*571  Defendant contends error was committed and he was denied a fair trial in the superior court because the presiding judge, just prior to the calling of defendant’s case, dismissed a felony charge against another defendant and in so doing explained to the jurors that, while the case was close, he felt they would not convict and “that as sensible people he did not feel like wasting their time and the court’s time by submitting a case to the jury which he did not feel would result in conviction.” Defendant contends that this statement was made in the presence of the jury panel from which his jurors were selected and that it amounted to an expression of opinion by the judge in violation of G.S. 1-180. Although such a statement from the judge was certainly ill-advised, it did not constitute a violation of G.S. 1-180. That statute relates only to expressions of opinion during the trial of a case, State v. Lippard, 223 N.C. 167, 25 S.E. 2d 594, and “[t]he trial of a case begins within the purview of the statute when the prospective jurors are called to be examined touching their fitness to serve on the trial jury.” State v. Canipe, 240 N.C. 60, 81 S.E. 2d 173. Here, the statement complained of was made before examination of the jurors selected to try defendant’s case, and there is no contention that defendant was denied full scope of that examination or that he utilized all of his peremptory challenges. Had defendant believed the entire jury panel was prejudiced against him by the judge’s remarks, his remedy lay in a motion for continuance or for a new venire, neither of which was made.
 Defendant contends he was denied a fair trial because of a remark made by the presiding judge prior to the trial in a private conversation in chambers with defendant’s father, who is an attorney. In an affidavit by defendant’s father, which is included in the record on this appeal by stipulation of the solicitor, it is stated that the judge advised the affiant “that it was his policy to give an active sentence to any defendant appearing before him on a charge of driving under the influence if the jury returned a verdict of guilty,” and that “he felt it his duty to protect the district court judges and that he felt that ‘one roll of the dice or one bite of the cherry’ was all that a defendant was entitled to.” While again the judge’s remark may have been ill-advised, we fail to see how it prejudiced defendant’s trial. No juror heard it, and if the judge had a policy of giving active sentences when guilty verdicts were returned in driving under the influence cases, he made an exception in this case, where a suspended sentence was imposed. Defendant *572has failed to show how any of his rights were denied or preju-dicéd by the judge’s remark.
Defendant assigns as error that the arresting officer and the officer who administered the breathalyzer test were allowed to. testify over his objections that in their opinion defendant on the night of his arrest was under the influence of some intoxicating beverage. These assignments of error are overruled under authority of State v. Mills, 268 N.C. 142, 150 S.E. 2d 13, and State v. Warren, 236 N.C. 358, 72 S.E. 2d 763.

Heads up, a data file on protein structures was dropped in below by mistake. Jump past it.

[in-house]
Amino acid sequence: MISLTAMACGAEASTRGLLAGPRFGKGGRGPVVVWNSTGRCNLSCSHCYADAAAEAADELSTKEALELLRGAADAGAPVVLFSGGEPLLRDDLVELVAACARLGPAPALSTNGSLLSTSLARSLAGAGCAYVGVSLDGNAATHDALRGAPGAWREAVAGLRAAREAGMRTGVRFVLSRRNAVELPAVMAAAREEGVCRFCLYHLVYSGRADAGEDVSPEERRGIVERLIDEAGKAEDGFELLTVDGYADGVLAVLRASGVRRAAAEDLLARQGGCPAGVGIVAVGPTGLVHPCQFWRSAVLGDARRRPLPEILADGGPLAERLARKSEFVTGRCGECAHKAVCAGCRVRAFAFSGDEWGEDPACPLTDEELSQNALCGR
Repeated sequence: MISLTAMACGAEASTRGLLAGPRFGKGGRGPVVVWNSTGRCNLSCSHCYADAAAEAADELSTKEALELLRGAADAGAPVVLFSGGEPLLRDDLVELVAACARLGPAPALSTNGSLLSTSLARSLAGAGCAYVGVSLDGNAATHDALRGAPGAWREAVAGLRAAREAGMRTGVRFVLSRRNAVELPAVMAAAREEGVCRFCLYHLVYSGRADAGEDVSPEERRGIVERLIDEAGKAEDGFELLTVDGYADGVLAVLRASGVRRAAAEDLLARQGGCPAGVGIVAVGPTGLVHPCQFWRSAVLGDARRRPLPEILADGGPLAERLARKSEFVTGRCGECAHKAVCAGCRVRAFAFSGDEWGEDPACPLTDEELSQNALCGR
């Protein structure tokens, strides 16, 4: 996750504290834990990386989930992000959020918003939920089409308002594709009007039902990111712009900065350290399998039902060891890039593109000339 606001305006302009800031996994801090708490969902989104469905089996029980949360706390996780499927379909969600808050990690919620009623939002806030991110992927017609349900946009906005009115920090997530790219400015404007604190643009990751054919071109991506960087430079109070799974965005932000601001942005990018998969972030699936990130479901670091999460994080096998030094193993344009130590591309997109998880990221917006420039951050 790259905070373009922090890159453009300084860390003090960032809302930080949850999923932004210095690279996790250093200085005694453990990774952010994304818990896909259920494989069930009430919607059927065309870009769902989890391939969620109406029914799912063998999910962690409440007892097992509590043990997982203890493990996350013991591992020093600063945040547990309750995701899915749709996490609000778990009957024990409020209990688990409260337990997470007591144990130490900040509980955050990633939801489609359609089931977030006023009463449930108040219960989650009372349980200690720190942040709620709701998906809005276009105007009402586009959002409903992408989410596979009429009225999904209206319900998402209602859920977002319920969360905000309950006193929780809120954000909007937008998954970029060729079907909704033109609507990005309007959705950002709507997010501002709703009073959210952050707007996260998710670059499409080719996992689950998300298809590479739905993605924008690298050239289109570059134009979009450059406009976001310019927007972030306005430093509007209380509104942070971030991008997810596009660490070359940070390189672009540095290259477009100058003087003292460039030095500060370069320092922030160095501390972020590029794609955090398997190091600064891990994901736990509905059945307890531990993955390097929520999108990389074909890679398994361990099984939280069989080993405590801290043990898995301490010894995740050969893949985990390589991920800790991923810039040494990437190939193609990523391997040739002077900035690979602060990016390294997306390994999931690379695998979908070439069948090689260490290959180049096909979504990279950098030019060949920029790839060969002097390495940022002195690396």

Defendant’s contention that the results of. the breathalyzer test should have been excluded from evidence because the test was given following an invalid arrest has been answered by our holding that the arrest was valid. Even had defendant’s a,rrest been technically illegal under North Carolina law, the results of the breathalyzer test would have been competent in evidence against him. State v. Eubanks, 283 N.C. 556, 196 S.E. 2d 706. The officer who. administered the test testified as to his training and that he- was a, licensed breathalyzer operator at the time the test was given. He also testified that he administered ..the test in accordance, with the rules and regulations issued by the State Board of Health. The results of the test were properly admitted in evidence. State v. Powell, 279 N.C. 608, 184 S.E. 2d 243.
 ' Defendant’s fourteenth and'final assignment of error is “■[t] hat the court erred in its instructions to the jury. Exception No. 17 (R p 44 and 45) ; and Exception No. 18 (R p 45).” Rules 19 and 21 of the' Rules of Practice both in this Court and in the Supreme Court require that asserted error must be based on appropriate exception and must- be properly assigned. These rules require that an assignment of. error show’ specifically what question is intended to be presented for consideration without the necessity of going beyond the assignment of error itself. A mere reference in the assignment of- error tó the record page where the asserted error may be discovered'1 is mot sufficient. Lewis v. Parker, 268 N.C. 436, 150 S.E. 2d 729; Lancaster v. Smith, 13 N.C. App. 129, 185 S.E. 2d 319. We have nevertheless reviewed the contentions made in defendant’s brief as they relate to the court’s charge to the jury and find no prejudicial error in the charge. Ordinarily, any inadvertence in stating the facts in evidence should be brought to- the attention of the trial court in apt time to permit the court to make *573a correction. 1 Strong, N. C. Index 2d, Appeal and Error, § 31, p. 169. Here, defendant failed to call the trial judge’s attention to any mistake in the court’s recapitulation of the evidence, and we find none of the mistakes now complained of sufficiently material to warrant a reversal.
In defendant’s trial and in the judgment appealed from we find
Chief Judge Brock and Judge Morris concur.